Published in Non-Clinical
Life as a New Optometrist - Courtney Dryer O.D.
This is editorially independent content
Courtney Dryer is a 2011 new optometrist graduate of SCO. She opened 4 Eyes Optometry cold in her hometown of Charlotte, NC in February of 2013. She enjoys DIY projects, marathoning TV shows, and traveling in her free time.
My pre-practice bucket list consisted of passing North Carolina boards, and deciding how and where I wanted to practice Optometry. I think before you start practicing as a new optometrist, you should “chart a course” for yourself. Make a list of what you have to offer the practice you are about to join. Where do you see yourself in 5 years within the profession? How does this practice or job help you to obtain those goals? Does your contract contain a non-compete that would limit your future abilities?
The unknown behind each door. I disliked emergency visits because my fear was that I would not know the condition the patient had or would not treat it in the best way. If you’re not sure, have the patient follow-up sooner or refer out. Don’t try to be a superhero. As a new optometrist, patients appreciate your honesty in saying, “If I was you, I would want a corneal/retinal/plastics specialist to look at my eyes.”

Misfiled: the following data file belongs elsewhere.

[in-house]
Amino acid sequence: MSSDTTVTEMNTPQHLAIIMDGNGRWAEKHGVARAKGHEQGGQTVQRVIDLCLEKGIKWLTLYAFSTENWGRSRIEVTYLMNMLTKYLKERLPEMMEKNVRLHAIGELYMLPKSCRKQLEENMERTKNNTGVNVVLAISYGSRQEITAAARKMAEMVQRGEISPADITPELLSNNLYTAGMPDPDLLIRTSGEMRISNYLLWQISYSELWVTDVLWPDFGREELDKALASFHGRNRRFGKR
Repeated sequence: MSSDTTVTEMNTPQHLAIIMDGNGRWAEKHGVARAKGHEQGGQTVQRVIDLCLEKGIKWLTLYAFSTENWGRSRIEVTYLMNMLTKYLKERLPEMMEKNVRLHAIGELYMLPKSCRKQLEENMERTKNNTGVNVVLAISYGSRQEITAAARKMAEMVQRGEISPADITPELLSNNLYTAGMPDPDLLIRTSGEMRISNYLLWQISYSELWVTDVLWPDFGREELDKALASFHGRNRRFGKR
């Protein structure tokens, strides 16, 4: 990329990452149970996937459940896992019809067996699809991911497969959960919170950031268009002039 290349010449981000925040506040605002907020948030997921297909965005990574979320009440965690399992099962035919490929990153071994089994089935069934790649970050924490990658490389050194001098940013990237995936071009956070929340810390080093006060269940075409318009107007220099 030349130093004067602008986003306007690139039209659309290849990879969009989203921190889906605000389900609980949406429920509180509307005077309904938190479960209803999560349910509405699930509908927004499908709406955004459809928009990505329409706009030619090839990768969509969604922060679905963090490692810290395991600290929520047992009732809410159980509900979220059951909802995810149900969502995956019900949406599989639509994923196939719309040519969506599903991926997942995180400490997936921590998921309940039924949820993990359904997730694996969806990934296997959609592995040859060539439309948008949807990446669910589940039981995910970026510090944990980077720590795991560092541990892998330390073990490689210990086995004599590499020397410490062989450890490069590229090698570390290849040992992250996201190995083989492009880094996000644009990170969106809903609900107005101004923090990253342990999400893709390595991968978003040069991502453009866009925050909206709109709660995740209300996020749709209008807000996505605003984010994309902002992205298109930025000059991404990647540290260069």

For me, it was inter-office relationships that I found most difficult. Staff sees the new optometrist differently than the senior OD. When new grads become associate doctors they automatically assume a certain level of authority in office hierarchy. Other colleagues and I have found this to be a point of contention with older office managers. I made sure to approach the relationship with respect, and to ask questions. No one knows your office and patients like they do.
I think, and then I do. I’m constantly trying to come up with new ideas on how to make things better, and how to implement them. As a new optometrist, you are likely to come into practices armed with new ideas, excitement, and ambition. I found that senior ODs are reluctant to change, and you have to approach change slowly and one idea at a time. Forgo showing up day 1 with a 100 item to-do list, at least keep that hidden until week two.
Giving it time. Building a personal relationship with each patient takes time. You earn their trust and confidence in you, and they will send their friends and family.
Breaking the news to a patient that an ocular disease process is the reason for their diminished vision and is not something new glasses can correct.